Rendition allegations target CIA

STRASBOURG, France, Dec. 13 (UPI) -- The European Court of Human Rights says it is ready to deliver judgment in the case of a man who claims he was a victim of a "rendition" operation by the CIA.

A rendition is the transfer of a person from one country to another without going through the courts. The case is el-Masri vs. "the former Yugoslav Republic of Macedonia."


The court sits in Strasbourg, France.

Khaled el-Masri, a German national of Lebanese origin suspected of alleged terror ties, was born in 1963 and lives in Ulm, Germany, the court said.

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El-Masri's filing says the Macedonian police arrested him in December 2003, kept him against his will for 23 days in a hotel in Skopje and then handed him over to CIA officers.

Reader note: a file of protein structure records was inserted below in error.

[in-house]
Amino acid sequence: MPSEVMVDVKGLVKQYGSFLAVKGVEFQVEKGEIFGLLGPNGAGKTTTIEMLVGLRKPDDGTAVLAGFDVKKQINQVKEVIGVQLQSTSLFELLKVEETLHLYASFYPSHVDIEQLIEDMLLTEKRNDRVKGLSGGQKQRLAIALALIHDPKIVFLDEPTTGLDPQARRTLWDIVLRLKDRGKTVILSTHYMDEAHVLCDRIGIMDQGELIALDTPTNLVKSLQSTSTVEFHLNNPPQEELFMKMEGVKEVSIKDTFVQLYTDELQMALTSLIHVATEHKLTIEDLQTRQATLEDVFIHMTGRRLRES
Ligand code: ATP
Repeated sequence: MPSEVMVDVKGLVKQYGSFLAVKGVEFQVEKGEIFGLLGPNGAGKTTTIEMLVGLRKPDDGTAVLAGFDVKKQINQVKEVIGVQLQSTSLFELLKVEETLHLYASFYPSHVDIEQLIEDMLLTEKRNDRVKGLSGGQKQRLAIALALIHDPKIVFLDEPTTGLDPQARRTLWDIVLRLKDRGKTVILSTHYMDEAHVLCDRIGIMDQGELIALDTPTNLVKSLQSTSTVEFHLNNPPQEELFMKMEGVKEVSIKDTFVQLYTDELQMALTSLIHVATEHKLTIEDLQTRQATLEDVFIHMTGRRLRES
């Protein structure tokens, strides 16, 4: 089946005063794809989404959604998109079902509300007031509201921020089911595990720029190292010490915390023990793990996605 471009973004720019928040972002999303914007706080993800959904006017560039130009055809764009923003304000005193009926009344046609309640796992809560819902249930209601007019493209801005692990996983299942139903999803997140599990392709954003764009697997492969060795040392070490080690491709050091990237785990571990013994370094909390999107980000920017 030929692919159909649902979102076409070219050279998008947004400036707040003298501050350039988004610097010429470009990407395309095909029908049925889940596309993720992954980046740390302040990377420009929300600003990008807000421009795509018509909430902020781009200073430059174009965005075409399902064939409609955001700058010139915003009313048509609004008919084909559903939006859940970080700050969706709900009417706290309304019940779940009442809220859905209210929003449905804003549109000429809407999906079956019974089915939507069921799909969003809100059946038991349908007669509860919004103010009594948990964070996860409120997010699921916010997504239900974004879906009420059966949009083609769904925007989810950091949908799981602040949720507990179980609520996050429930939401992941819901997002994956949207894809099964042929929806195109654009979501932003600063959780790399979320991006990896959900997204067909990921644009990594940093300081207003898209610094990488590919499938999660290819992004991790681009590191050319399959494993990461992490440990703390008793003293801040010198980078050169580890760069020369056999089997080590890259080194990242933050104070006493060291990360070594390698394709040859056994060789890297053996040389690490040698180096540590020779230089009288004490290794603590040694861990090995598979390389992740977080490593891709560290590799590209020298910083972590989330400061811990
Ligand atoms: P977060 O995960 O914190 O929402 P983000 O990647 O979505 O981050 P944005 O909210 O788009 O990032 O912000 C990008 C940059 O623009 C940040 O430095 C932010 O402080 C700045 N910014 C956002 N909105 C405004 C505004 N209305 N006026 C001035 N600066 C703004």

The CIA officers put him, blindfolded and chained, on a special flight to Afghanistan, where he remained in detention until May 2004, el-Masri said. He claimed he was beaten, kicked and threatened while interrogated in a small, dirty, dark concrete cell in which he was kept at a brick factory near Kabul.

His court filing said he began a hunger strike in March 2004, but was force-fed through a tube. After he started a second hunger strike in May 2004, he was sent blindfolded and handcuffed by plane to Albania and eventually to Germany.

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In Germany, he contacted a lawyer and filed several claims.

The European Court of Human Rights was established in Strasbourg by the Council of Europe Member States in 1959 to deal with alleged violations of the 1950 European Convention on Human Rights.

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